8 Ways To Control High Blood Pressure
If you've been diagnosed with high blood pressure, you might be worried about taking medication to bring your numbers down. Lifestyle plays an important role in treating your high blood pressure. If you successfully control your blood pressure with a healthy lifestyle, you might avoid, delay or reduce the need for medication.
Here are 8 lifestyle changes you can make to lower your blood pressure and reduce your risk of heart disease.
- Lose weight - Blood pressure often increases as weight increases. Being overweight also can cause disrupted breathing while you sleep (sleep apnea), which further raises your blood pressure. Weight loss is one of the most effective lifestyle changes for controlling blood pressure. Losing even a small amount of weight if you're overweight can help reduce your blood pressure.
- Watch your waistline- Carrying too much weight around your waist can also put you at greater risk of high blood pressure. In general:
- Men are at risk if their waist measurement is greater than 102cm.
- Women are at risk if their waist measurement is greater than 89cm.
- Exercise regularly- Regular physical activity such as 150 minutes a week, or about 30 minutes most days of the week, can lower your blood pressure by about 5 to 8mm Hg if you have high blood pressure. It's important to be consistent because if you stop exercising, your blood pressure can rise again. If you have elevated blood pressure, exercise can help you avoid developing hypertension. If you already have hypertension, regular physical activity can bring your blood pressure down to safer levels.
- Eat a healthy diet - Eating a diet that is rich in whole grains, fruits, vegetables and low-fat dairy products and skimps on saturated fat and cholesterol can lower your blood pressure by up to 11mm Hg if you have high blood pressure.
- Keep a food diary - Writing down what you eat, even for just a week, can shed surprising light on your true eating habits. Monitor what you eat, how much, when and why.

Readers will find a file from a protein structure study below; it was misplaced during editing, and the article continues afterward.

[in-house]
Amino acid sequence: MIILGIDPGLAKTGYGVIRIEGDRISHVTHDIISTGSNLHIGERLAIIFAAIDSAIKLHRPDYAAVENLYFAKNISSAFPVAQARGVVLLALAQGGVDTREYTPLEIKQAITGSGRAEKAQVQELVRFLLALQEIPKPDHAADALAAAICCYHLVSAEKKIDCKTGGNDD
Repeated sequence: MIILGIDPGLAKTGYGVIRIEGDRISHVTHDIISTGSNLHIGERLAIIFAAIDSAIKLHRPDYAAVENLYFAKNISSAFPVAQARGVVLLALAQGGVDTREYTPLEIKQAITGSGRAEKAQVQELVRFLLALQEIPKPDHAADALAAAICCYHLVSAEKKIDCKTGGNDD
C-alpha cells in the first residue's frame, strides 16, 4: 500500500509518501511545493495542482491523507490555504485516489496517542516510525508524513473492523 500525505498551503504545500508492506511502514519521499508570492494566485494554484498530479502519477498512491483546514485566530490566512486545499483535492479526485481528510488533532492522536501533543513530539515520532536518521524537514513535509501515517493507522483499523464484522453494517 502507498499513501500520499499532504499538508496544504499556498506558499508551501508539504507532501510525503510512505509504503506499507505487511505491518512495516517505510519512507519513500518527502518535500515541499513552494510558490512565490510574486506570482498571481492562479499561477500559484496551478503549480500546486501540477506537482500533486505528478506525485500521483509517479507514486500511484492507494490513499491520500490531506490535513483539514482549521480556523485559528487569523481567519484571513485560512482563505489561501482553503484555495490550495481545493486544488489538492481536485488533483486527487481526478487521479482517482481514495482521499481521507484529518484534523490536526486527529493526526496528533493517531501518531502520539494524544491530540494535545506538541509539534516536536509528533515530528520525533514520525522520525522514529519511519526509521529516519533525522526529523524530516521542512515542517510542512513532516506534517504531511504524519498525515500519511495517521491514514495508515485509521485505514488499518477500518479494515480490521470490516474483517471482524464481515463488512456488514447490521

- Consider boosting potassium-Potassium can lessen the effects of sodium on blood pressure. The best source of potassium is food, such as fruits and vegetables, rather than supplements.
- Be a smart shopper - Read food labels when you shop and stick to your healthy-eating plan when you're dining out.
- Limit the amount of alcohol you drink - By drinking alcohol in moderation, generally one drink a day for women, or two a day for men — you can potentially lower your blood pressure by about 4mm Hg. Drinking more than moderate amounts of alcohol can raise blood pressure by several points. It can also reduce the effectiveness of blood pressure medications.
- Quit smoking - Each cigarette you smoke increases your blood pressure for many minutes after you finish. Stopping smoking helps your blood pressure return to normal. Quitting smoking can reduce your risk of heart disease and improve your overall health.
- Cut back on caffeine - The role caffeine plays in blood pressure is still debated. Caffeine can raise blood pressure up to 10mm Hg in people who rarely consume it. But people who drink coffee regularly may experience little or no effect on their blood pressure. Although the long-term effects of caffeine on blood pressure aren't clear, it's possible blood pressure may slightly increase. In order to see if caffeine raises your blood pressure, check your pressure within 30 minutes of drinking a caffeinated beverage. If your blood pressure increases by 5 to 10mm Hg, you may be sensitive to the blood pressure raising effects of caffeine.
- Reduce sodium in your diet - Even a small reduction in the sodium in your diet can improve your heart health and reduce blood pressure by about 5 to 6mm Hg if you have high blood pressure. The effect of sodium intake on blood pressure varies among groups of people. In general, limit sodium to 2,300 milligrams (mg) a day or less. However, a lower sodium intake of 1,500 mg a day or less is ideal for most adults.
To decrease sodium in your diet, consider these tips:
- Read food labels - If possible, choose low-sodium alternatives of the foods and beverages you normally buy.
- Eat fewer processed foods- Only a small amount of sodium occurs naturally in foods. Most sodium is added during processing.
- Don't add salt - Just 1 level teaspoon of salt has 2,300 mg of sodium. Use herbs or spices to add flavour to your food.
- Ease into it- If you don't feel you can drastically reduce the sodium in your diet suddenly, cut back gradually. Your palate will adjust over time.